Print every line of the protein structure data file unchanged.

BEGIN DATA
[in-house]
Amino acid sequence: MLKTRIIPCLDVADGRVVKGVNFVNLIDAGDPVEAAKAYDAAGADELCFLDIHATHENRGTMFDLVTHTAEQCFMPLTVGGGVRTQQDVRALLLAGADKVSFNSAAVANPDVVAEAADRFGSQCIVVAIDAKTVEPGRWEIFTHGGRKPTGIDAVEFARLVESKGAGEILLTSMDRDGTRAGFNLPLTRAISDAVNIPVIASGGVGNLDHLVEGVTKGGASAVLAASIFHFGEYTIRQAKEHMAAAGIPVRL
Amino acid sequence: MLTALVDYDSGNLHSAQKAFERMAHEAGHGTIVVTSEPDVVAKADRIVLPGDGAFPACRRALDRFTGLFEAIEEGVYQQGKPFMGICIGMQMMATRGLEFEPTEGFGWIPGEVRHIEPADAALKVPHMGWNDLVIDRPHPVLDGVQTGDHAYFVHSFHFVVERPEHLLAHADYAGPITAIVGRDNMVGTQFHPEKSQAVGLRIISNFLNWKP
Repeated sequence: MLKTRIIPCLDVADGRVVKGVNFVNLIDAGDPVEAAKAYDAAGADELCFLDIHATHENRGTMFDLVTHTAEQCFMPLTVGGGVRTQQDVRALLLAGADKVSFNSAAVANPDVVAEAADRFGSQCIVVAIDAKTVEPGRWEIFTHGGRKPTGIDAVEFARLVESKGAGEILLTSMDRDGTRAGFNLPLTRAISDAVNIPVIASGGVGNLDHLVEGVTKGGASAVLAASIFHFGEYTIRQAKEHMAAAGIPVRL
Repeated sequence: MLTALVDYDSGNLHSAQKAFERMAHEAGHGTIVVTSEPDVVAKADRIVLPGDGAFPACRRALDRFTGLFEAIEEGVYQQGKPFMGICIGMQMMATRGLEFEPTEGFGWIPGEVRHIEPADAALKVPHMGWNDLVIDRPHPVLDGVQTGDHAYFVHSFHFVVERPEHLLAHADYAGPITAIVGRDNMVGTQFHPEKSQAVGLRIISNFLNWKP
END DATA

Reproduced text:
[in-house]
Amino acid sequence: MLKTRIIPCLDVADGRVVKGVNFVNLIDAGDPVEAAKAYDAAGADELCFLDIHATHENRGTMFDLVTHTAEQCFMPLTVGGGVRTQQDVRALLLAGADKVSFNSAAVANPDVVAEAADRFGSQCIVVAIDAKTVEPGRWEIFTHGGRKPTGIDAVEFARLVESKGAGEILLTSMDRDGTRAGFNLPLTRAISDAVNIPVIASGGVGNLDHLVEGVTKGGASAVLAASIFHFGEYTIRQAKEHMAAAGIPVRL
Amino acid sequence: MLTALVDYDSGNLHSAQKAFERMAHEAGHGTIVVTSEPDVVAKADRIVLPGDGAFPACRRALDRFTGLFEAIEEGVYQQGKPFMGICIGMQMMATRGLEFEPTEGFGWIPGEVRHIEPADAALKVPHMGWNDLVIDRPHPVLDGVQTGDHAYFVHSFHFVVERPEHLLAHADYAGPITAIVGRDNMVGTQFHPEKSQAVGLRIISNFLNWKP
Repeated sequence: MLKTRIIPCLDVADGRVVKGVNFVNLIDAGDPVEAAKAYDAAGADELCFLDIHATHENRGTMFDLVTHTAEQCFMPLTVGGGVRTQQDVRALLLAGADKVSFNSAAVANPDVVAEAADRFGSQCIVVAIDAKTVEPGRWEIFTHGGRKPTGIDAVEFARLVESKGAGEILLTSMDRDGTRAGFNLPLTRAISDAVNIPVIASGGVGNLDHLVEGVTKGGASAVLAASIFHFGEYTIRQAKEHMAAAGIPVRL
Repeated sequence: MLTALVDYDSGNLHSAQKAFERMAHEAGHGTIVVTSEPDVVAKADRIVLPGDGAFPACRRALDRFTGLFEAIEEGVYQQGKPFMGICIGMQMMATRGLEFEPTEGFGWIPGEVRHIEPADAALKVPHMGWNDLVIDRPHPVLDGVQTGDHAYFVHSFHFVVERPEHLLAHADYAGPITAIVGRDNMVGTQFHPEKSQAVGLRIISNFLNWKP